‘I'm interested in is *why* there is this will to commit to hard drives rather than memory; why memory isn't enough? Before the gramophone record, you could only hear the Brandenburg Concertos if you saw them live, and they'd only exist in that moment. Were we worse off then? Are some things best left to the ether? They still exist as memories but without documentation?’
‘Surely that privilege/non-privilege of who attended or didn't attend the concert thus had bigger ramifications for power/influence/access inequalities across society? Documentation has – for all its imperfections - undoubtedly broadened access. (Not enough, nowhere near enough. But that’s another challenge.’
2. Do festivals play a social and civic role, as well as an artistic one? Do events create tribes of readers and writers around which literature evolves? Can literature festivals support and encourage public discourse? And can they move beyond debate towards action?
‘Love those points about the passivity/ narrow demographic of audiences. I always thought reading audiences would represent actual readers but its a tiny portion of them. Best reading ever was a failure bookshop event in LA with four audience members, one a bookseller, none of whom bought the book because they already had it. We're all still in touch and it was twelve years ago.’
‘For me, attending these kind of events fosters a sense of community.’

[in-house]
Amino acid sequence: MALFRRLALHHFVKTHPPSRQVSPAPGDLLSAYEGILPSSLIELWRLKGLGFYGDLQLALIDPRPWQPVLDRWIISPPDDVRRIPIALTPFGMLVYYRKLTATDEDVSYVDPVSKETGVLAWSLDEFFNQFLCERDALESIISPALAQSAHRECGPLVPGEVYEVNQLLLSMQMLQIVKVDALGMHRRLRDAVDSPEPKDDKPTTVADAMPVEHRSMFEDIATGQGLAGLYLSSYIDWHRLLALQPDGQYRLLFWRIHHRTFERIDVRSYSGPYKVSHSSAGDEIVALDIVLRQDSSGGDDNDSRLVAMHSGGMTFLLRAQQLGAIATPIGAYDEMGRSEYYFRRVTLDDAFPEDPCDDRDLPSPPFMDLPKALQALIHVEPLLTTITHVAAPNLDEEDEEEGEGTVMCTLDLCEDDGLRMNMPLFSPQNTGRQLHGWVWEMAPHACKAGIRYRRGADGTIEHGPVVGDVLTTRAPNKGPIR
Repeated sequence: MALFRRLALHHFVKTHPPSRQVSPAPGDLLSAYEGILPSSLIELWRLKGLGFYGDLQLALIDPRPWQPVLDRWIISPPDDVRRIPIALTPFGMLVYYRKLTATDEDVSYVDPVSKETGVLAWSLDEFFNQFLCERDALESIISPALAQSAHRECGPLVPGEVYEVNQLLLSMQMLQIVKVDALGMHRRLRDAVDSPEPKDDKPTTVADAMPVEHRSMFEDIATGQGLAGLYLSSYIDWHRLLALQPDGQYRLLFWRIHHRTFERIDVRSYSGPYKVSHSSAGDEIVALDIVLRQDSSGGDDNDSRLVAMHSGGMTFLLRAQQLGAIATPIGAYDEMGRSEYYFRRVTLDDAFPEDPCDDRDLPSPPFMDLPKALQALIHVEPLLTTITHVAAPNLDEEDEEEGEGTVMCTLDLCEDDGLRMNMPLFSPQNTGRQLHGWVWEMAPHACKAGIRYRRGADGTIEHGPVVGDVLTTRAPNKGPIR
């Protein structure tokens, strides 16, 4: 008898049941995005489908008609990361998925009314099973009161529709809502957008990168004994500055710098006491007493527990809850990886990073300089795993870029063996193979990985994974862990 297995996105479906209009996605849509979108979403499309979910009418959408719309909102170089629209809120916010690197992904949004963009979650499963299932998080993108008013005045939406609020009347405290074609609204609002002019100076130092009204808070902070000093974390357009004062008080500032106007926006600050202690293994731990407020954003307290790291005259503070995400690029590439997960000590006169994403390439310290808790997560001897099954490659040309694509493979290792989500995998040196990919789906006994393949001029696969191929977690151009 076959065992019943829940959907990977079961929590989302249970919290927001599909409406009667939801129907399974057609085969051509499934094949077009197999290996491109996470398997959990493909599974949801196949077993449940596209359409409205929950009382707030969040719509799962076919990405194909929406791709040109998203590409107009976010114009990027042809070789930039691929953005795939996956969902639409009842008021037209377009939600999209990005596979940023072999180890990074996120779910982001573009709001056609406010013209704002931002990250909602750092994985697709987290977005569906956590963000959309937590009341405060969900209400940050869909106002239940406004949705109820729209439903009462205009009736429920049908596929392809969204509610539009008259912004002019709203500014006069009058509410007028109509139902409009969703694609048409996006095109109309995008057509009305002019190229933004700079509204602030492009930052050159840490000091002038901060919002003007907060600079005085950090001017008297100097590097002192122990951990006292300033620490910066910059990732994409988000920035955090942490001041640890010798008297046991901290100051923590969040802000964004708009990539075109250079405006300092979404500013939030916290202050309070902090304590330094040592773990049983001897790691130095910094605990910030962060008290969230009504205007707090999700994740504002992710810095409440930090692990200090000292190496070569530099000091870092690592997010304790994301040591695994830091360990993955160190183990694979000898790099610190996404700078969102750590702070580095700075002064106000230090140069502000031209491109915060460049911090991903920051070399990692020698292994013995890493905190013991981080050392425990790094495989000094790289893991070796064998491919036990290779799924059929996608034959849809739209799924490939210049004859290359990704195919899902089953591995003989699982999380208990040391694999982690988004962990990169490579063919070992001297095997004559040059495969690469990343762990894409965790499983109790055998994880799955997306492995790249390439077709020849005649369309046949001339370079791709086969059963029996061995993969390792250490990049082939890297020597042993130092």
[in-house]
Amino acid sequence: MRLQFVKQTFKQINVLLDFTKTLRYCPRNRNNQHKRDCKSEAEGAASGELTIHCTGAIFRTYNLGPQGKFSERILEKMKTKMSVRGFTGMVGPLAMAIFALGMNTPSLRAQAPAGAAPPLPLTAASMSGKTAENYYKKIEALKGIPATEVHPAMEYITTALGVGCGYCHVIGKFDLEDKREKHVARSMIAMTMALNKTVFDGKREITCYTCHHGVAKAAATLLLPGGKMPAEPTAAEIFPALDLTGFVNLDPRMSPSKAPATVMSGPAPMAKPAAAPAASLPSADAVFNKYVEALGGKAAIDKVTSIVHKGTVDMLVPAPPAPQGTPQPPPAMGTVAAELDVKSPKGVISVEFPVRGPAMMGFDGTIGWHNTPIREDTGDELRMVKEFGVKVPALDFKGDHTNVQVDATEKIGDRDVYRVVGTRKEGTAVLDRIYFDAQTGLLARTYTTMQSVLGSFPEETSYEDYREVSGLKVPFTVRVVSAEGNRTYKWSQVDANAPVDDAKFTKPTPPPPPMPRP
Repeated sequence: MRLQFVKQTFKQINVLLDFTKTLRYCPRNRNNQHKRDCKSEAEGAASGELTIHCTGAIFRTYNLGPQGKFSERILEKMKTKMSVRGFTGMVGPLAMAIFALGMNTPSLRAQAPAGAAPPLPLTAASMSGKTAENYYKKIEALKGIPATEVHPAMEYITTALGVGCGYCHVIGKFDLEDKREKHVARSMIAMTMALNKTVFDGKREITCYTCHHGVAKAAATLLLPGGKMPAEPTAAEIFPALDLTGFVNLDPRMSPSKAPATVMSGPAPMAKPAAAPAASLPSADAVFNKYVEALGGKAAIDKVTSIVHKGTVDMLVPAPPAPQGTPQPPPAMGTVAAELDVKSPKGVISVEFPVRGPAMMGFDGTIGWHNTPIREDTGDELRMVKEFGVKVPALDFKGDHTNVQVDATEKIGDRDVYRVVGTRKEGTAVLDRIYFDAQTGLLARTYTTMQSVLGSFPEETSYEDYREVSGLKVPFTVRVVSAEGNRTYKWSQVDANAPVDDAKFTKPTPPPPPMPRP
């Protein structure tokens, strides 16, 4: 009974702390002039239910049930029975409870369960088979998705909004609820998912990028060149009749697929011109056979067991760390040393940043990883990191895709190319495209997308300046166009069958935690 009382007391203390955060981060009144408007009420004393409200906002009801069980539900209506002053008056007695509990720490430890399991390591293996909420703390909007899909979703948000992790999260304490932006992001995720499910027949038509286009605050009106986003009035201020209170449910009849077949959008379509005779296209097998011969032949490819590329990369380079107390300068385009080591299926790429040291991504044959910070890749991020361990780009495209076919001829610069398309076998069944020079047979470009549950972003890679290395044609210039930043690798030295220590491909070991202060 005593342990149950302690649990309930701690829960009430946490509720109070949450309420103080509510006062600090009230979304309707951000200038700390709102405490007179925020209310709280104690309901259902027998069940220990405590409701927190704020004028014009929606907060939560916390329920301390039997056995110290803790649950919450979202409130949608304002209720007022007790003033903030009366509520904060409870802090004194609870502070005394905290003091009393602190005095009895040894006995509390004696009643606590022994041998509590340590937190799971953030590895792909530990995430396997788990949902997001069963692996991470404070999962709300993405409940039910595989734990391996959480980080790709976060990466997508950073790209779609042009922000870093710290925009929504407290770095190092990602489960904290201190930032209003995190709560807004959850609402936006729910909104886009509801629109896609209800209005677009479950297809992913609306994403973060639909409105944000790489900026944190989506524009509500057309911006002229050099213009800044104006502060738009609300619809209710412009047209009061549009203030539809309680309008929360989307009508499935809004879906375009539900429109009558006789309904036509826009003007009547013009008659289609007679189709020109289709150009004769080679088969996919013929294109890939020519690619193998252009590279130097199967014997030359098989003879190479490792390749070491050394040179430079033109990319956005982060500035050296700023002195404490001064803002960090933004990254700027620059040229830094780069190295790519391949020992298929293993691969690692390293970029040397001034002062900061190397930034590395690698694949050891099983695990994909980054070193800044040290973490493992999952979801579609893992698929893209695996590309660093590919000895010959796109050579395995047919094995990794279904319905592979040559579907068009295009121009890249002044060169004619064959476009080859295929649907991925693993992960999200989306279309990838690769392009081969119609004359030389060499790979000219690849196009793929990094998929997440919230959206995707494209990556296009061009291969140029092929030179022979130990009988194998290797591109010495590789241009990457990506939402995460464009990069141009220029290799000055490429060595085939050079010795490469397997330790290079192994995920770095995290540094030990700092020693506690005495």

‘Neil Gaiman talked about that at an event I went to a good few years back. The experience of him reading a small snippet of a book isn't as good as listening to him read the whole thing as an audiobook, in terms of *the book itself*. But as a community event at which you're surrounded by other people who love the work, with the creator in front of you - that has a kind of reward aside from the literal reading of the words.’
3. What is the creative relationship between spoken word and literature on the page? Must all writers be performers and all performers work on the page?
‘In my experience, a large part of the reason why a reading event works (or doesn’t) is to do with voice. There’s very little formal coaching for writers in vocal coaching: projecting, changing pace and timbre, pauses, drama — some kill their books mumbling a foot left of the house mic. Handling an audience requires skills and the writer needs to understand that an event is a performance, an entertainment for readers, and not merely a kind of dictation before flogging three copies to a small queue.’